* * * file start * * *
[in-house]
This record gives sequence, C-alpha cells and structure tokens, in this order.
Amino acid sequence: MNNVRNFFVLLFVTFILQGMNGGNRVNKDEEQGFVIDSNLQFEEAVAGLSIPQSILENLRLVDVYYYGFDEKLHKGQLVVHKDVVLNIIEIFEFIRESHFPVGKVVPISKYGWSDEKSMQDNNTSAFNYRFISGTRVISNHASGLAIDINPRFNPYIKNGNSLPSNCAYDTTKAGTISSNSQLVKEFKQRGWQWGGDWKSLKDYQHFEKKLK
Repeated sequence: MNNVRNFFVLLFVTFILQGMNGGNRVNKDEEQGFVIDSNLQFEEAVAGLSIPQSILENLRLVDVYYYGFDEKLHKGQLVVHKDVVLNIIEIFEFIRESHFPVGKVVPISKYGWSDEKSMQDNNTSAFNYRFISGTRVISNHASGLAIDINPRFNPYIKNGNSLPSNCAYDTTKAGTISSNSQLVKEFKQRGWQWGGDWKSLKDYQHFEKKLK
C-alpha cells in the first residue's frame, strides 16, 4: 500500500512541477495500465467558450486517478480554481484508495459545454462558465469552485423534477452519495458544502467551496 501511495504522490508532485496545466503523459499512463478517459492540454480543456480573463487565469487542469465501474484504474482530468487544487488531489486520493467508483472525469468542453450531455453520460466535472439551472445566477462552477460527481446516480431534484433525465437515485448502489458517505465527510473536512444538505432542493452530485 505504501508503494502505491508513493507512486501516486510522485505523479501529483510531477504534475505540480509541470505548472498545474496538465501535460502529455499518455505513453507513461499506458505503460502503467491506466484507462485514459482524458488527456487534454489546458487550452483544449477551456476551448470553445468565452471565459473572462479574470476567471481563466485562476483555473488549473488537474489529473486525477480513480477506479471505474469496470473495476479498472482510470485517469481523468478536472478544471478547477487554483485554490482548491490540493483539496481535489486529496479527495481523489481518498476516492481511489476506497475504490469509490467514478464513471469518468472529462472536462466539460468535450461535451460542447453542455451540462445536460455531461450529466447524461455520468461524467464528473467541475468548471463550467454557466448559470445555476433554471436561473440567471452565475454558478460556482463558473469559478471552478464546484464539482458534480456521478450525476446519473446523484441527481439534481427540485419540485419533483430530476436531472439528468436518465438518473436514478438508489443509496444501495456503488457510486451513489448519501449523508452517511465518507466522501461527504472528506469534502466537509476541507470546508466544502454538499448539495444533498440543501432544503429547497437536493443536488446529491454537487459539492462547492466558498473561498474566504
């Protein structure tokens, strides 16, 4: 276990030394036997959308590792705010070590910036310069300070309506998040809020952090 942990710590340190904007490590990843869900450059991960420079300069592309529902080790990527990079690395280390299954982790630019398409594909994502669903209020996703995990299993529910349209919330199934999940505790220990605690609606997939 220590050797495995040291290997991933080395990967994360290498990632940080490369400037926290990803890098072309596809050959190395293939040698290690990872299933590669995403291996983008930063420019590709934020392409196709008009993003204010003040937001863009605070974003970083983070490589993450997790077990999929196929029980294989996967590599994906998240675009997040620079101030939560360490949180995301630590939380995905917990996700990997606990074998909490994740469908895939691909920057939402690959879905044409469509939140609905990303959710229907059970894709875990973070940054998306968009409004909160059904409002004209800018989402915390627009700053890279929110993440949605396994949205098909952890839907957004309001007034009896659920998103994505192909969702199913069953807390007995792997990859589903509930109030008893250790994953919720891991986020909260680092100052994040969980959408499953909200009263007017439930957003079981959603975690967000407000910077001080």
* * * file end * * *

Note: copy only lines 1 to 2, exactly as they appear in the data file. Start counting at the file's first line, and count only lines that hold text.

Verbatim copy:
[in-house]
This record gives sequence, C-alpha cells and structure tokens, in this order.